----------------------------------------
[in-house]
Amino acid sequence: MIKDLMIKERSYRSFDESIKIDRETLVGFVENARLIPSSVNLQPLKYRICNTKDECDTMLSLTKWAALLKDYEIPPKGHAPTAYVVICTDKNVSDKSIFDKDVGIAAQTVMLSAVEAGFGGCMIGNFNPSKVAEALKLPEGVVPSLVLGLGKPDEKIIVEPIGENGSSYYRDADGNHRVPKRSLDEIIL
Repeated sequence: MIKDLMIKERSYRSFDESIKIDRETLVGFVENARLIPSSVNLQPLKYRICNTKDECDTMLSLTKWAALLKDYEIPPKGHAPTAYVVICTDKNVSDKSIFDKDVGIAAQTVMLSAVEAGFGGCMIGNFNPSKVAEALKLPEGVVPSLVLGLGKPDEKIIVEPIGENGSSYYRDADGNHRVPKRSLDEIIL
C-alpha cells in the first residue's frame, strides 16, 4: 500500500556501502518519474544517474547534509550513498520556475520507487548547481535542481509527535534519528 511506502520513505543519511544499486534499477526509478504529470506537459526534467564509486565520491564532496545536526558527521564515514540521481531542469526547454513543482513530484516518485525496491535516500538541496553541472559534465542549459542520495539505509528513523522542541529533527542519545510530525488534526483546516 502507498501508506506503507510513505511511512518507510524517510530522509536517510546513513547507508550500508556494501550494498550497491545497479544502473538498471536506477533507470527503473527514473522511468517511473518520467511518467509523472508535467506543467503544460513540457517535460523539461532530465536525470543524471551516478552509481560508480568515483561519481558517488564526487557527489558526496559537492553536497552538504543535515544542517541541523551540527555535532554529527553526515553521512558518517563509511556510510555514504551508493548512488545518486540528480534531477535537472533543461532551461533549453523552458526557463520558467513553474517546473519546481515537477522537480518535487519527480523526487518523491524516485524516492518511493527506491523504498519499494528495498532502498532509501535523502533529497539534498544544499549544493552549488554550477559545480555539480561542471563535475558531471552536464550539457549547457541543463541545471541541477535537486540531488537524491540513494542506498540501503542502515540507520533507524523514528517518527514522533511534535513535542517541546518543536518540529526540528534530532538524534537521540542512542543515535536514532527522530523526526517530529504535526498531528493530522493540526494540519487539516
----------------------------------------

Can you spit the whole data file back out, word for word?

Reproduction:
[in-house]
Amino acid sequence: MIKDLMIKERSYRSFDESIKIDRETLVGFVENARLIPSSVNLQPLKYRICNTKDECDTMLSLTKWAALLKDYEIPPKGHAPTAYVVICTDKNVSDKSIFDKDVGIAAQTVMLSAVEAGFGGCMIGNFNPSKVAEALKLPEGVVPSLVLGLGKPDEKIIVEPIGENGSSYYRDADGNHRVPKRSLDEIIL
Repeated sequence: MIKDLMIKERSYRSFDESIKIDRETLVGFVENARLIPSSVNLQPLKYRICNTKDECDTMLSLTKWAALLKDYEIPPKGHAPTAYVVICTDKNVSDKSIFDKDVGIAAQTVMLSAVEAGFGGCMIGNFNPSKVAEALKLPEGVVPSLVLGLGKPDEKIIVEPIGENGSSYYRDADGNHRVPKRSLDEIIL
C-alpha cells in the first residue's frame, strides 16, 4: 500500500556501502518519474544517474547534509550513498520556475520507487548547481535542481509527535534519528 511506502520513505543519511544499486534499477526509478504529470506537459526534467564509486565520491564532496545536526558527521564515514540521481531542469526547454513543482513530484516518485525496491535516500538541496553541472559534465542549459542520495539505509528513523522542541529533527542519545510530525488534526483546516 502507498501508506506503507510513505511511512518507510524517510530522509536517510546513513547507508550500508556494501550494498550497491545497479544502473538498471536506477533507470527503473527514473522511468517511473518520467511518467509523472508535467506543467503544460513540457517535460523539461532530465536525470543524471551516478552509481560508480568515483561519481558517488564526487557527489558526496559537492553536497552538504543535515544542517541541523551540527555535532554529527553526515553521512558518517563509511556510510555514504551508493548512488545518486540528480534531477535537472533543461532551461533549453523552458526557463520558467513553474517546473519546481515537477522537480518535487519527480523526487518523491524516485524516492518511493527506491523504498519499494528495498532502498532509501535523502533529497539534498544544499549544493552549488554550477559545480555539480561542471563535475558531471552536464550539457549547457541543463541545471541541477535537486540531488537524491540513494542506498540501503542502515540507520533507524523514528517518527514522533511534535513535542517541546518543536518540529526540528534530532538524534537521540542512542543515535536514532527522530523526526517530529504535526498531528493530522493540526494540519487539516